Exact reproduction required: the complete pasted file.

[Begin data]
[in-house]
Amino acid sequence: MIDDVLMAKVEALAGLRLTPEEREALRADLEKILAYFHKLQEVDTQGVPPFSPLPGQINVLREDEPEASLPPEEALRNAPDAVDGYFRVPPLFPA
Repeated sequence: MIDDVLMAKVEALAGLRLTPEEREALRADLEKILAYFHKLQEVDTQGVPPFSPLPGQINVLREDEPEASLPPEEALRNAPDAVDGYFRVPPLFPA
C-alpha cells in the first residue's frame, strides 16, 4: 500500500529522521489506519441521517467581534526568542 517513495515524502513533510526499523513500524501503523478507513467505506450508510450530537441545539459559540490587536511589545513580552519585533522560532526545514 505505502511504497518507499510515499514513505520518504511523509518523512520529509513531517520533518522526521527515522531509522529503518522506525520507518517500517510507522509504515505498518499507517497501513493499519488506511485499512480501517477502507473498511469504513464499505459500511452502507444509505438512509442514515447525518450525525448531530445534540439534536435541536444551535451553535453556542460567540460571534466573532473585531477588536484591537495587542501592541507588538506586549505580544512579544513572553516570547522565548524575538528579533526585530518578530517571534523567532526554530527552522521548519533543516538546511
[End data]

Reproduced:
[in-house]
Amino acid sequence: MIDDVLMAKVEALAGLRLTPEEREALRADLEKILAYFHKLQEVDTQGVPPFSPLPGQINVLREDEPEASLPPEEALRNAPDAVDGYFRVPPLFPA
Repeated sequence: MIDDVLMAKVEALAGLRLTPEEREALRADLEKILAYFHKLQEVDTQGVPPFSPLPGQINVLREDEPEASLPPEEALRNAPDAVDGYFRVPPLFPA
C-alpha cells in the first residue's frame, strides 16, 4: 500500500529522521489506519441521517467581534526568542 517513495515524502513533510526499523513500524501503523478507513467505506450508510450530537441545539459559540490587536511589545513580552519585533522560532526545514 505505502511504497518507499510515499514513505520518504511523509518523512520529509513531517520533518522526521527515522531509522529503518522506525520507518517500517510507522509504515505498518499507517497501513493499519488506511485499512480501517477502507473498511469504513464499505459500511452502507444509505438512509442514515447525518450525525448531530445534540439534536435541536444551535451553535453556542460567540460571534466573532473585531477588536484591537495587542501592541507588538506586549505580544512579544513572553516570547522565548524575538528579533526585530518578530517571534523567532526554530527552522521548519533543516538546511